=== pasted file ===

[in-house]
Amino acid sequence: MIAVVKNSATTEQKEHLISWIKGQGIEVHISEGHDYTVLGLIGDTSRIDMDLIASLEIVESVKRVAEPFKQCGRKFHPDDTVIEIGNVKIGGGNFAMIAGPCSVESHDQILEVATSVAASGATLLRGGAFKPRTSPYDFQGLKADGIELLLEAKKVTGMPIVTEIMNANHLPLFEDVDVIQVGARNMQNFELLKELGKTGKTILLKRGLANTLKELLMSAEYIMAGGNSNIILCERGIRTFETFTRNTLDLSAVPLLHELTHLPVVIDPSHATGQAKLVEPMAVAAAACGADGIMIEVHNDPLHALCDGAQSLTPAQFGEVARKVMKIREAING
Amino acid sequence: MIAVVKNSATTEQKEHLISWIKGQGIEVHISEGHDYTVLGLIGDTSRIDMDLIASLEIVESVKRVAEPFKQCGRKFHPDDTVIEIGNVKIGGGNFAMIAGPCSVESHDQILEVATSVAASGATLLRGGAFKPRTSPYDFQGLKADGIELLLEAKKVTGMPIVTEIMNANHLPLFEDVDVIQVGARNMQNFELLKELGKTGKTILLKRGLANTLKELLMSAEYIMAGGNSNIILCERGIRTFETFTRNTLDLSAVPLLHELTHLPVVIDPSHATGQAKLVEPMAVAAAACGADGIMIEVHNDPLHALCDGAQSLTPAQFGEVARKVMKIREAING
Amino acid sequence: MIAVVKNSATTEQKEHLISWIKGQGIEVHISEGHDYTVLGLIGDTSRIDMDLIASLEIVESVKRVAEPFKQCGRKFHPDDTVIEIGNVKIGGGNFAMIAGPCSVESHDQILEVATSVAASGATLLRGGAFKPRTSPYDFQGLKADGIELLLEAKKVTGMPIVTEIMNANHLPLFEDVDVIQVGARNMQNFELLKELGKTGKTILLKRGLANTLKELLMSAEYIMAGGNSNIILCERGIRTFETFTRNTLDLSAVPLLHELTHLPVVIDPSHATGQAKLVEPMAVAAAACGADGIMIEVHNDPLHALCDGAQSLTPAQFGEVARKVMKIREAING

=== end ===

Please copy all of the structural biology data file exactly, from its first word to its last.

[in-house]
Amino acid sequence: MIAVVKNSATTEQKEHLISWIKGQGIEVHISEGHDYTVLGLIGDTSRIDMDLIASLEIVESVKRVAEPFKQCGRKFHPDDTVIEIGNVKIGGGNFAMIAGPCSVESHDQILEVATSVAASGATLLRGGAFKPRTSPYDFQGLKADGIELLLEAKKVTGMPIVTEIMNANHLPLFEDVDVIQVGARNMQNFELLKELGKTGKTILLKRGLANTLKELLMSAEYIMAGGNSNIILCERGIRTFETFTRNTLDLSAVPLLHELTHLPVVIDPSHATGQAKLVEPMAVAAAACGADGIMIEVHNDPLHALCDGAQSLTPAQFGEVARKVMKIREAING
Amino acid sequence: MIAVVKNSATTEQKEHLISWIKGQGIEVHISEGHDYTVLGLIGDTSRIDMDLIASLEIVESVKRVAEPFKQCGRKFHPDDTVIEIGNVKIGGGNFAMIAGPCSVESHDQILEVATSVAASGATLLRGGAFKPRTSPYDFQGLKADGIELLLEAKKVTGMPIVTEIMNANHLPLFEDVDVIQVGARNMQNFELLKELGKTGKTILLKRGLANTLKELLMSAEYIMAGGNSNIILCERGIRTFETFTRNTLDLSAVPLLHELTHLPVVIDPSHATGQAKLVEPMAVAAAACGADGIMIEVHNDPLHALCDGAQSLTPAQFGEVARKVMKIREAING
Amino acid sequence: MIAVVKNSATTEQKEHLISWIKGQGIEVHISEGHDYTVLGLIGDTSRIDMDLIASLEIVESVKRVAEPFKQCGRKFHPDDTVIEIGNVKIGGGNFAMIAGPCSVESHDQILEVATSVAASGATLLRGGAFKPRTSPYDFQGLKADGIELLLEAKKVTGMPIVTEIMNANHLPLFEDVDVIQVGARNMQNFELLKELGKTGKTILLKRGLANTLKELLMSAEYIMAGGNSNIILCERGIRTFETFTRNTLDLSAVPLLHELTHLPVVIDPSHATGQAKLVEPMAVAAAACGADGIMIEVHNDPLHALCDGAQSLTPAQFGEVARKVMKIREAING